The Extremely Incremental Progress of AEW’s Women’s Division

All Elite Wrestling’s glaring blind spot is (very slowly) being given a sense of purpose. You’d have to watch all four shows to know it, though.

Not to bury the lede before I even write it, but I know AEW’s women’s division is far from perfect. I’m quite aware that in spite of all the lip service and anticipation for it that AEW came in on—there was a feeling AEW would do for joshi what WCW did for lucha libre and junior heavyweight-style wrestling, which seems ridiculous after 103 consecutive weeks of television—WWE is still eating their competitor’s lunch when it comes to how they promote women’s wrestling. None of that is in question, and I want to make that point clear before I’m accused of defending AEW from the incredibly valid complaints about lack of screen time and storytelling depth for its women competitors on its flagship show.

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The fact that this is par for the course for AEW television is especially disappointing if you are able to fulfill the massive time commitment it takes to watch all four weekly shows. I’ve really given myself more time to watch Dark and Dark: Elevation most weeks (partly out of dedication to the job of writing about AEW for this site), and I found myself truly surprised by how much more focus AEW devotes to their women’s division. There are honest-to-god storylines! Showcase matches featuring rising stars in the division! Even some pretty dazzling enhancement bouts! 

While the easy stance as both a fan of both AEW and women’s wrestling is to only cite the company’s failure to prioritize its women’s division—which people are well within their right to do—a promising landscape is out there, finally just beginning to find interesting things for its gifted competitors to do. AEW’s women’s division has a long way to go, and you have to sift through nearly six hours of wrestling to find the good stuff there, but there’s a good amount of it to watch.

The Curious Case of Dr. Britt Baker

AEW

There’s a perception that AEW’s women’s division is flourishing because of the success of its champion. And let’s not shit ourselves, she’s really fucking popular.

There’s no denying the popularity of Dr. Britt Baker, D.M.D. Even though, as far as I can tell, she’s supposed to be a heel—she’s quite cocky, extremely mean-spirited, and has not one but two bodyguards—fans cheer for her relentlessly and go apeshit for her medical credentials in a way no one ever does for doctors, in wrestling or in real-life. I’ve known my physician longer than some of my oldest friends and the most adulation I’ve ever given him is calling him “Doc.”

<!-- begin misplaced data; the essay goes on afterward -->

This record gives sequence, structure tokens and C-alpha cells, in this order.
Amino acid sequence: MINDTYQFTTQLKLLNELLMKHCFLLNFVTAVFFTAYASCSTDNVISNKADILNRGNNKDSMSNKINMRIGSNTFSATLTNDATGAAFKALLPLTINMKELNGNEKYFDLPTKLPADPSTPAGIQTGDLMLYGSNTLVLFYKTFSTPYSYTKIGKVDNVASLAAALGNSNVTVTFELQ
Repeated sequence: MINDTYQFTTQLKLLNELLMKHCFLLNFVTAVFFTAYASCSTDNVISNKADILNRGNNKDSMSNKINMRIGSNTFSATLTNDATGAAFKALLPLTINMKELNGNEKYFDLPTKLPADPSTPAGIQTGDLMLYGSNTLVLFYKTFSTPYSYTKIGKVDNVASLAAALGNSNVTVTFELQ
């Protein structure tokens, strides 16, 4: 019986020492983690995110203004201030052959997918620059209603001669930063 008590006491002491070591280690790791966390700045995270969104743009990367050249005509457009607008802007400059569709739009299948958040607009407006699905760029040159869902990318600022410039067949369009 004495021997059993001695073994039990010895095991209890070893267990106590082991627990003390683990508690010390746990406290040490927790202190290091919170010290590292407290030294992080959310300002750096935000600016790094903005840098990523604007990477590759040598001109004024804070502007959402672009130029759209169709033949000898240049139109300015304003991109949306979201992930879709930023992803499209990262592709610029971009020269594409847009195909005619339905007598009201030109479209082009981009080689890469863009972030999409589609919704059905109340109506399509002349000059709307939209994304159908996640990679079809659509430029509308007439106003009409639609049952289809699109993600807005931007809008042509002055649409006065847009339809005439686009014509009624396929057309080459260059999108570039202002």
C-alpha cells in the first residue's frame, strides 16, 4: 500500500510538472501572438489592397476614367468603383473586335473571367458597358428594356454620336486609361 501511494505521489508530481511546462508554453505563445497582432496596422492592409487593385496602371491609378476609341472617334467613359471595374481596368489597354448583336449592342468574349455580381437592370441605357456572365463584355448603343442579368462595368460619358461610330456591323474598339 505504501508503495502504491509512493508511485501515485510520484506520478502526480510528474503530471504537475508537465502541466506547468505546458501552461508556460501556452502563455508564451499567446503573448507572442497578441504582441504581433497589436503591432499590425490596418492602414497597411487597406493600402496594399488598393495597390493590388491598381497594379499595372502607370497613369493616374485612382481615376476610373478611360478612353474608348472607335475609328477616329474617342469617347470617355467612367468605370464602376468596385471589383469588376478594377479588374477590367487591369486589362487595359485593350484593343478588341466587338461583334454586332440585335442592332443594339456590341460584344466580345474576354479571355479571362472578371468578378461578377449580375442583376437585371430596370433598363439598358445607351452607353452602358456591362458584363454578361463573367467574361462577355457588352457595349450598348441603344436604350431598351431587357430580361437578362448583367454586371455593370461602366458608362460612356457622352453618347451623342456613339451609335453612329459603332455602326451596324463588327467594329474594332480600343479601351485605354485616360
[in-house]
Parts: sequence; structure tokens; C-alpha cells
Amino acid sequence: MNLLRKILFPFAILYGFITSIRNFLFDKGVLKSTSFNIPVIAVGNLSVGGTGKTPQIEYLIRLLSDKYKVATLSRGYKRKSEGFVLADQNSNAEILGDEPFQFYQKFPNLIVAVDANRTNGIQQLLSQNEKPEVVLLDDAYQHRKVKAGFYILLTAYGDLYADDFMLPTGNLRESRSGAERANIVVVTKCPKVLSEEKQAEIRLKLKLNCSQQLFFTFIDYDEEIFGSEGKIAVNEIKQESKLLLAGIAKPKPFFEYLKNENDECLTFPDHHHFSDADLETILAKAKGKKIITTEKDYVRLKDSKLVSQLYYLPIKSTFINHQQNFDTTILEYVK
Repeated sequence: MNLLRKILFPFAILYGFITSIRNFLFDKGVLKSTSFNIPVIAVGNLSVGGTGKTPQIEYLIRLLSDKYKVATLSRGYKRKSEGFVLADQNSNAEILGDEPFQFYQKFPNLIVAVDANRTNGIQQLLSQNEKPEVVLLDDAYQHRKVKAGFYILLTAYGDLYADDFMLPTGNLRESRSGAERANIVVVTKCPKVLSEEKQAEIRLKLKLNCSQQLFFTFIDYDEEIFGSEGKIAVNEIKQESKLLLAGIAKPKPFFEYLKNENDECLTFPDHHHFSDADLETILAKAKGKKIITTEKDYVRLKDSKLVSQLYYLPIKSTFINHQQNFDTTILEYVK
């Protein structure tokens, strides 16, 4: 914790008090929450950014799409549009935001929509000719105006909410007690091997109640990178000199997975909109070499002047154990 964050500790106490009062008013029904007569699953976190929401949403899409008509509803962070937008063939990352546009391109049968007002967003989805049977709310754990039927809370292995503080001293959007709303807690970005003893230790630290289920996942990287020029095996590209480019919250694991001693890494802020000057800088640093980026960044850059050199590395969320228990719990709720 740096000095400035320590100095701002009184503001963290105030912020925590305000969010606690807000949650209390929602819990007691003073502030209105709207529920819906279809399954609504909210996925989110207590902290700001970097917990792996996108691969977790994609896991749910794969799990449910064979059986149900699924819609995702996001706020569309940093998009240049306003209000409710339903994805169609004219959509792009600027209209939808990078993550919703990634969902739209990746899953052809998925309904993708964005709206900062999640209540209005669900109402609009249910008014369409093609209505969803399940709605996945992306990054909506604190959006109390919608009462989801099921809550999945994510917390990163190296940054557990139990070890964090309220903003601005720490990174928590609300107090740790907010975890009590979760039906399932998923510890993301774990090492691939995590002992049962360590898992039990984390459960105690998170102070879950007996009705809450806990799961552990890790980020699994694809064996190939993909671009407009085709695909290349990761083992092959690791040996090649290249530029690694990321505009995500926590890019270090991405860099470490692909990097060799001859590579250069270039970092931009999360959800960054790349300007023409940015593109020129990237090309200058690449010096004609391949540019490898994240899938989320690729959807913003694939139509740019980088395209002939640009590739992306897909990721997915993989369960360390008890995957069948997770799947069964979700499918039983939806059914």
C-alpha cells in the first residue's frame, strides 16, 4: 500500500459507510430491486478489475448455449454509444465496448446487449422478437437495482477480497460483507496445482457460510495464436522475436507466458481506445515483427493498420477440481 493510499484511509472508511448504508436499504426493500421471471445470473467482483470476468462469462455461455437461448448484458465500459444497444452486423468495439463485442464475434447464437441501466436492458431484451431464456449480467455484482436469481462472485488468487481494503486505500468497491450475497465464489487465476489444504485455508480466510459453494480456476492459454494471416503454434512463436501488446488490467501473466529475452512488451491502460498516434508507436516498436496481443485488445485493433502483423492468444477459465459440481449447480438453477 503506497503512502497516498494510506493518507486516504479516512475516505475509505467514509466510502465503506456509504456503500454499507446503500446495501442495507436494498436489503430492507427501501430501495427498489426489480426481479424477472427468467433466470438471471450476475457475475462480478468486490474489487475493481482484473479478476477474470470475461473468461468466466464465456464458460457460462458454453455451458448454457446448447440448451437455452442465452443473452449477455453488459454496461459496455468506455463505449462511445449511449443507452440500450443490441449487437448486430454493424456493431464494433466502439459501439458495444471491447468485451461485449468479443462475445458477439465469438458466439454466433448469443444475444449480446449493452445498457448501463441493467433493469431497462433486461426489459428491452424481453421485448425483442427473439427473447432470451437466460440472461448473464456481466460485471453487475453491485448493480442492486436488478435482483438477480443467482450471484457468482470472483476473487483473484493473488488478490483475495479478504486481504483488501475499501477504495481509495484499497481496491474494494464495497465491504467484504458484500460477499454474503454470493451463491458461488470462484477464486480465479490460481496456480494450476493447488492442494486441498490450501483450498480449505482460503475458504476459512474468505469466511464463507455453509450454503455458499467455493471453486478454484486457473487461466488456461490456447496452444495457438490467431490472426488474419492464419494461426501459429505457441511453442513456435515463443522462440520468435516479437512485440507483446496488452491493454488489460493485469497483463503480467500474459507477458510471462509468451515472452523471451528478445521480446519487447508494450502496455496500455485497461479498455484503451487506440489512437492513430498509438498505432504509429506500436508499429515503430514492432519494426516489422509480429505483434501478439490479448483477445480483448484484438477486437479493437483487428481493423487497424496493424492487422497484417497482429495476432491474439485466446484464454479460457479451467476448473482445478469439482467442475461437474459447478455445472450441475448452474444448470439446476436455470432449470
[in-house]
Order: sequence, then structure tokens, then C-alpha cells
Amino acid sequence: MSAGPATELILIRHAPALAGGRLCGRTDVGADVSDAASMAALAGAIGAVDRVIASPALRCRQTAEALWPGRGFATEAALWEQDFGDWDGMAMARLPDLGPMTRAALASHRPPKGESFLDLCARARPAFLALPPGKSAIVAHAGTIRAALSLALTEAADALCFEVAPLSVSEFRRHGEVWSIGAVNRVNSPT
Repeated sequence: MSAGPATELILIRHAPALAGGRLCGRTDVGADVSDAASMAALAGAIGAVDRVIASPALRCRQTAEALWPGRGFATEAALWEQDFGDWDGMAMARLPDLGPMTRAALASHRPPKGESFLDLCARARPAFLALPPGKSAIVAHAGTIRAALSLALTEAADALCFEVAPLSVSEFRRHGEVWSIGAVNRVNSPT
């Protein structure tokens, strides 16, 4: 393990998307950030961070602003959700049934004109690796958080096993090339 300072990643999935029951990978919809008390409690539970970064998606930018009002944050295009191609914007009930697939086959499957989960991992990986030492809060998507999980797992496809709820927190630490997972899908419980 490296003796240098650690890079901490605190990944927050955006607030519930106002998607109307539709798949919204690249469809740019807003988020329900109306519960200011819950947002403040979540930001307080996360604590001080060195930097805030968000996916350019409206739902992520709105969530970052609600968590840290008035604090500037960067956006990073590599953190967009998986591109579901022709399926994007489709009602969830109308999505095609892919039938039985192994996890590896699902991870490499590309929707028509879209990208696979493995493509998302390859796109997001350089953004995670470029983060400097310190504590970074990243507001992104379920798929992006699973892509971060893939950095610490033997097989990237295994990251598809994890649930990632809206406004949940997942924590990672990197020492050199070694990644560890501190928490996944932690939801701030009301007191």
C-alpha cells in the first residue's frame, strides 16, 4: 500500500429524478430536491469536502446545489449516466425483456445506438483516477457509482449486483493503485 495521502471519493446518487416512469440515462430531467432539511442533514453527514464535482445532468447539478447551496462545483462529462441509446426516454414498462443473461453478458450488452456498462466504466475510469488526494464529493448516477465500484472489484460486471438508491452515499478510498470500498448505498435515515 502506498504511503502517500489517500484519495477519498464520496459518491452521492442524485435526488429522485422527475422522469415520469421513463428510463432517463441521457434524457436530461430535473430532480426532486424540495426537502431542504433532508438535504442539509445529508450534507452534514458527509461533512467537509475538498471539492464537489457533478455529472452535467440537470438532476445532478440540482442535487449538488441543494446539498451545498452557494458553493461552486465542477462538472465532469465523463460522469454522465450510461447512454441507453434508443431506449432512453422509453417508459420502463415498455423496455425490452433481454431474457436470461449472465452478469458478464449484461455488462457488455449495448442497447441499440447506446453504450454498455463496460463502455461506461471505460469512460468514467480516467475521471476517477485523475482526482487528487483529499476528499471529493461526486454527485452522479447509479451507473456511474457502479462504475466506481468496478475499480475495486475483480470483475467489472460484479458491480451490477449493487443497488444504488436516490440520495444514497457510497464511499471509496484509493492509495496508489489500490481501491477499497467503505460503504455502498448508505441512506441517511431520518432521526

Dr. Baker reminds me a lot of the rise of “Stone Cold” Steve Austin, in that period between his infamous promo at King of the Ring 1996 and Bret Hart coming back from hiatus: a bonafide future top star mired in the building phase with inconsequential wins and very short-term storytelling. I get it, though; it’s not like they’re going to jump into a Thunder Rosa feud immediately.

Dr. Baker, with all the weight of AEW’s promotional power, has taken the proverbial ball and run with it, wrestling uniformly excellent matches, some with real gravitas, even before she captured the title. Before becoming champion, she got her nose broken by Hikaru Shida and her bloody face is now on a t-shirt and an action figure. She reprised her sure to be long rivalry with Thunder Rosa in an unsanctioned main event that was easily one of the very best matches ever on Dynamite. After she won the title, she main evented in her hometown and people swung Terrible Towels in her honor. She’s a draw. Nobody can deny that.

But sometimes the D.M.D. Show makes for a somewhat rote presentation on Dynamite, which seldom features anything outside of Dr. Baker, her crew, and whomever they’re building up for her to knock back down. Occasionally there is an upcoming match featured on a pay-per-view, most often the annual Women’s Casino Battle Royale, which necessitates more women being on Dynamite—or a great, competitive match with little to no character building outside of the match itself. Thankfully, there are stars being built who are slowly matriculating into the ranks of Dynamite. 

An Ode to “Legit Leyla Hirsch”

AEW

One thing you should know about my wrestling fandom is that although I have pretty diverse taste in everything (including this silly art form we spend so much time thinking about), I love the kind of wrestlers old timers might refer to as “shooters.” I’m a very casual MMA fan. I know next-to-fuck-all about the rules of amateur wrestling, competitive judo, or jiu-jitsu outside of the one Gracie Barra class I took and ordered a hoodie—the same one CM Punk wore—right after. But I find so much enjoyment in classically trained combat athletes who can translate their skills to the language of theatrical pro wrestling.

The latest name in this long line of combat sports badasses succeeding mightily in wrestling is “Legit” Leyla Hirsch, a Russian-born 24-year-old phenom who competed in All-State wrestling competitions in her longtime home of New Jersey and started training for pro wrestling at age 14, eventually finding herself enrolled in the CZW Academy. She rocks a singlet to the ring, an intentional and immediate signifier of practically anyone who used to wrestle at the amateur level. 

Her bridging German suplex should be curated by the Museum of the Moving Image. And in addition to having a torturous array of submission holds, throws, and strikes, she has a sense of speed and a penchant for high flying. And she is as quick as anyone in her division.